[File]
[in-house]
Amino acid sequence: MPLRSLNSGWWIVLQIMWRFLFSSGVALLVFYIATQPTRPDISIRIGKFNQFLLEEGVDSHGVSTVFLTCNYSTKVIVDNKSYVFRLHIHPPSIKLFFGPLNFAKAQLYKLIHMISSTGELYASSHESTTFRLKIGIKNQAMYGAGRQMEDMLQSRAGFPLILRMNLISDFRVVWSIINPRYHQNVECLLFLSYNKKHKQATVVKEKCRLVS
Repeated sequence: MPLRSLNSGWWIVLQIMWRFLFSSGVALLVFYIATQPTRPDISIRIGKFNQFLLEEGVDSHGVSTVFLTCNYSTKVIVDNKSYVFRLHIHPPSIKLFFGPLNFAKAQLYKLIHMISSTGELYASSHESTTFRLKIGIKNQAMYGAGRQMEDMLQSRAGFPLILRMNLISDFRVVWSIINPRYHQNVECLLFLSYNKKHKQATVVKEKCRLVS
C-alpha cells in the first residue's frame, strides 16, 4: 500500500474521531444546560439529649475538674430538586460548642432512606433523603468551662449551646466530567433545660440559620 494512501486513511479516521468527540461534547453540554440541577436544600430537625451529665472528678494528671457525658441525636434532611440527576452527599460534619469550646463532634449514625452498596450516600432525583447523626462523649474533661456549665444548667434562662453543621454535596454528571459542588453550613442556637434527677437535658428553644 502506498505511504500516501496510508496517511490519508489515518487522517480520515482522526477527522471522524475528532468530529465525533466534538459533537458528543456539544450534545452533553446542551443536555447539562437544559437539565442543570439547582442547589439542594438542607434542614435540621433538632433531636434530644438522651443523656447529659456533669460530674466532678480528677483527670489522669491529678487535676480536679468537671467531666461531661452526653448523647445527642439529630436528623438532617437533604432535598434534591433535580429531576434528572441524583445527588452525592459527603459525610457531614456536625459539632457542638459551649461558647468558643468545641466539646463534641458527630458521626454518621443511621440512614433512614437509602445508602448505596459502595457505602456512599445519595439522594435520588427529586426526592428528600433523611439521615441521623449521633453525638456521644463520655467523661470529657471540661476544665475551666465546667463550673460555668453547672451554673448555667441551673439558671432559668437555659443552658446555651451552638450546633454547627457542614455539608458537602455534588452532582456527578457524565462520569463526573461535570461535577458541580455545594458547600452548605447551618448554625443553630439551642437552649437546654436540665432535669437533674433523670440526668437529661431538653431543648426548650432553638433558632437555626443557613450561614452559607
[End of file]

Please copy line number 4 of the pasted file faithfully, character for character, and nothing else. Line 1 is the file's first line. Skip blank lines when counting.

C-alpha cells in the first residue's frame, strides 16, 4: 500500500474521531444546560439529649475538674430538586460548642432512606433523603468551662449551646466530567433545660440559620 494512501486513511479516521468527540461534547453540554440541577436544600430537625451529665472528678494528671457525658441525636434532611440527576452527599460534619469550646463532634449514625452498596450516600432525583447523626462523649474533661456549665444548667434562662453543621454535596454528571459542588453550613442556637434527677437535658428553644 502506498505511504500516501496510508496517511490519508489515518487522517480520515482522526477527522471522524475528532468530529465525533466534538459533537458528543456539544450534545452533553446542551443536555447539562437544559437539565442543570439547582442547589439542594438542607434542614435540621433538632433531636434530644438522651443523656447529659456533669460530674466532678480528677483527670489522669491529678487535676480536679468537671467531666461531661452526653448523647445527642439529630436528623438532617437533604432535598434534591433535580429531576434528572441524583445527588452525592459527603459525610457531614456536625459539632457542638459551649461558647468558643468545641466539646463534641458527630458521626454518621443511621440512614433512614437509602445508602448505596459502595457505602456512599445519595439522594435520588427529586426526592428528600433523611439521615441521623449521633453525638456521644463520655467523661470529657471540661476544665475551666465546667463550673460555668453547672451554673448555667441551673439558671432559668437555659443552658446555651451552638450546633454547627457542614455539608458537602455534588452532582456527578457524565462520569463526573461535570461535577458541580455545594458547600452548605447551618448554625443553630439551642437552649437546654436540665432535669437533674433523670440526668437529661431538653431543648426548650432553638433558632437555626443557613450561614452559607